Tags: nuclear | iran | sanctions

Iran Faces More U.S. Sanctions

By    |   Friday, 11 September 2009 08:17 AM

In another attempt to put the brakes on Iran’s nuclear ambitions, Rep. Howard Berman announced on Thursday that he would move stalled legislation to impose new sanctions on Iran.

Berman said that he intended to move on long-stalled legislation to impose sanctions on suppliers, shippers, and financiers of refined petroleum products to Iran. Although Iran is the world’s third largest oil producing nation, it lacks refining capacity and imports 42 percent of its gasoline and jet fuel.

The California Democrat said he would start to move his sanctions legislation in early October, barring an unexpected breakthrough in the Obama administration’s efforts to negotiate a halt to Iran’s nuclear program.

Speaking to Jewish leaders from around the country who descended on Washington for a “day of advocacy” on Iran, Berman said that he was complying with the deadline set by the White House in hopes of getting a positive response from Iran to U.S. incentives in time for the summit meeting of G-20 leaders on Sept. 24.

For the Iranian regime to prevent tougher U.S. and international sanctions, Berman said that they had to “engage in a meaningful and significant way” to end their nuclear enrichment program by the Sept. 24 deadline.

“We’re not going to be conned by an Iranian rope-a-dope, its stalling efforts. We have no intention of spending months analyzing old proposals, which are offered merely to delay imposition of sanctions. The clock . . . has almost run out.”

Berman introduced the bill — HR 2194, the Iran Refined Petroleum Sanctions Act — on April 30, and has won bipartisan support for the measure, with more than 270 co-sponsors.

At the request of the Obama White House, congressional Democrats have delayed action until now, prompting heated questions from prominent members of the American Jewish community, among others.

“Substituting talk for action is not acceptable,” Majority Leader Steny Hoyer, D-Md., told Jewish leaders gathered at the Historic Jewish synagogue in Washington, D.C.

Hoyer insisted that talks with Iran cannot be “a rationale for delaying substantive actions” to prevent Iran from acquiring nuclear weapons. “No option is off the table.”

He told Newsmax that he sensed “a great sense of urgency” on the part of key members of the Obama administration, in particular Secretary of State Hillary Clinton, and National Security Adviser Gen. Jim Jones.

“Ahmadinejad says he wants to negotiate, but he has precluded negotiations about the critical item, so this is not very useful,” he added.

He was referring to recent comments by Iranian president Mahmoud Ahmadinejad that the nuclear issue is “already settled” and that Iran has nothing to discuss with the United States or the Western nations on that score.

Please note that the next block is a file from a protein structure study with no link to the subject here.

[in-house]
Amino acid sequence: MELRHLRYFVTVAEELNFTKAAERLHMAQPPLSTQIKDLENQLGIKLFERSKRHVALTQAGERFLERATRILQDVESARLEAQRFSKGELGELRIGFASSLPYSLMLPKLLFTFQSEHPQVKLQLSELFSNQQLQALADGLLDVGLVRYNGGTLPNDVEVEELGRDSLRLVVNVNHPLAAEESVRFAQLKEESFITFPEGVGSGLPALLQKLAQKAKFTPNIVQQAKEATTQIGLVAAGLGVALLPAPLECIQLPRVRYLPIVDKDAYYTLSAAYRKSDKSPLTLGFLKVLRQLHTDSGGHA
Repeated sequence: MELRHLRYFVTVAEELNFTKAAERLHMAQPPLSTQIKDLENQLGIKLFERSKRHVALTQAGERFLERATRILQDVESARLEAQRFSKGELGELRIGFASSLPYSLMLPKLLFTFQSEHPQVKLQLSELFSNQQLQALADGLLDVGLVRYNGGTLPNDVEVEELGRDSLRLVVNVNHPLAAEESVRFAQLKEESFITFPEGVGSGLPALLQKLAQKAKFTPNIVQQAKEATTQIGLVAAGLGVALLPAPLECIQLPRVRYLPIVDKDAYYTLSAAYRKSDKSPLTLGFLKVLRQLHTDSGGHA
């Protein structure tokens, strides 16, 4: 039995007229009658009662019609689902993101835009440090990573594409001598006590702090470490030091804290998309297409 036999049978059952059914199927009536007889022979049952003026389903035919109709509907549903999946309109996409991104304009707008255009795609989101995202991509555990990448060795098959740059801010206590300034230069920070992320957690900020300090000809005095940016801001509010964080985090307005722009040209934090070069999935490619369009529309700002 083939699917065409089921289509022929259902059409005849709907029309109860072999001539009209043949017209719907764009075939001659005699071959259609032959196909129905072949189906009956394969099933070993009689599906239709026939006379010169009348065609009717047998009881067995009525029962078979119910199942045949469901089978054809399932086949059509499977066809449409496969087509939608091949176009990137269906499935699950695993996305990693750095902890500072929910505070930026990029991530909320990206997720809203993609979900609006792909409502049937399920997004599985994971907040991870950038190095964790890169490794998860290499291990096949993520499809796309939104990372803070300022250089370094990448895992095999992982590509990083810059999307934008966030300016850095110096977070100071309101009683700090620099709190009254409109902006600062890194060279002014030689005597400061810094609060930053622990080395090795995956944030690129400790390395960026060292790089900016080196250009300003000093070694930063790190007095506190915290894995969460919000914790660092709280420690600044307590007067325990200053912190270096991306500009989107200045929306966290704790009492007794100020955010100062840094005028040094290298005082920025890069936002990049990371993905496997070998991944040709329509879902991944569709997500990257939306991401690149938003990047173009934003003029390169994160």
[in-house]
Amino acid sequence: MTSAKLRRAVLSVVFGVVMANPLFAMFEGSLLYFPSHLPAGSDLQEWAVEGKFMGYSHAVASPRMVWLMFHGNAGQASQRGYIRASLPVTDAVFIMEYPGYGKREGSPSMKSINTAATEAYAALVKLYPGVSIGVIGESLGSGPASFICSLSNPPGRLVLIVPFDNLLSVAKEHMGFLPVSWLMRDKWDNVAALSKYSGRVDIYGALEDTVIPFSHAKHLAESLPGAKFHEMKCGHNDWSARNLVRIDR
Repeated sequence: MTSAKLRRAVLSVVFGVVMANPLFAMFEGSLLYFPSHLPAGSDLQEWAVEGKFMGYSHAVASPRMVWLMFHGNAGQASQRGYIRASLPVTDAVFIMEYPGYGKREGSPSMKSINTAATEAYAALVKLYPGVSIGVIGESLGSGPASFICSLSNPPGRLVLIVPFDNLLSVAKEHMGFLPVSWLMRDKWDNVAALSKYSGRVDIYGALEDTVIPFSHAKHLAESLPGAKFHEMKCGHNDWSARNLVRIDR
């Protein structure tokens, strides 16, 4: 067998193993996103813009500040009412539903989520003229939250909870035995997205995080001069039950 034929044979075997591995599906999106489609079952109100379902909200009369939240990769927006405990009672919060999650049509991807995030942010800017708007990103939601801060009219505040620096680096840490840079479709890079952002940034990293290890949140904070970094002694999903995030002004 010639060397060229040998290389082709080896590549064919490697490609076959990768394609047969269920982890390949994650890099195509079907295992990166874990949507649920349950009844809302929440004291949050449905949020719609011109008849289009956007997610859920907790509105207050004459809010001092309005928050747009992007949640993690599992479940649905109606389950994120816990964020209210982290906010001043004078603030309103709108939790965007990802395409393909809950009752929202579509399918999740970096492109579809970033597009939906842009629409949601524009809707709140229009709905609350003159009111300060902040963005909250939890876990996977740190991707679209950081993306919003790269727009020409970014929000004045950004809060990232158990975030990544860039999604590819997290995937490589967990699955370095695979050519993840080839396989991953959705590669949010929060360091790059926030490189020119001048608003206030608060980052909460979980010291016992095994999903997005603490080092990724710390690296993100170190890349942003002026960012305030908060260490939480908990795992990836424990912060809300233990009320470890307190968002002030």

Iran’s state-run media has revealed that President Obama sent two letters to Supreme Leader Ayatollah Khomeini this spring, but that the two governments have had no direct communication since the disputed June 12 presidential elections in Iran.

Iranian sources told Newsmax that a U.S. negotiating team arrived at Tehran airport in the last week of August and was escorted to a secret location for negotiations.

Key members of Congress told Newsmax that the administration has kept them in the dark on its negotiations with Iran.

Rep. Nita Lowey D-N.Y., the chairman of an appropriations subcommittee panel with authority over the State Department, told Newsmax that she had not been briefed by the administration on the negotiations with Iran. “We’ve been briefed by Sen. Mitchell on the Middle East peace process, but nothing on Iran. Nothing.”

Minority Leader John Boehner, R-Ohio, told Newsmax that he had not been briefed by the administration on the ongoing negotiations with Iran nor on their latest information on Iran’s nuclear weapons programs, despite a much-touted public announcement by a representative to the International Atomic Energy Agency (IAEA) in Vienna on Wednesday that Iran now possessed enough nuclear material to make a bomb.

He said he would be happy to co-sponsor Berman’s petroleum sanctions bill as soon as the White House allowed it to move forward. “You would think that the sanctions bill would strengthen their negotiating hand,” he told Newsmax.

Howard Kohr, the executive director of the American-Israel Public Affairs Committee (AIPAC) warned that there was an “active debate inside the administration about what to do” about Iran.

Beyond the gasoline sanctions still pending before Congress, he urged Jewish leaders to lobby Congress and the administration to sanction the central bank of Iran. “This action can bring the banking system in Iran to a complete standstill,” he said.

Morton Klein, executive director of the Zionist Organization of America, told Newsmax he has spoken to Obama’s advisors about the sanctions legislation and why they have insisted that Berman set it aside until now.

“They are totally against this. They don’t want anything to do with increasing sanctions on Iran. It’s frightening,” he said.

Some officials believed it was time to increase the pressure on Iran, but others believed the administration still had plenty of time before Iran achieved nuclear weapons capability.

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In another attempt to put the brakes on Iran’s nuclear ambitions, Rep. Howard Berman announced on Thursday that he would move stalled legislation to impose new sanctions on Iran. Berman said that he intended to move on long-stalled legislation to impose sanctions on...
Friday, 11 September 2009 08:17 AM
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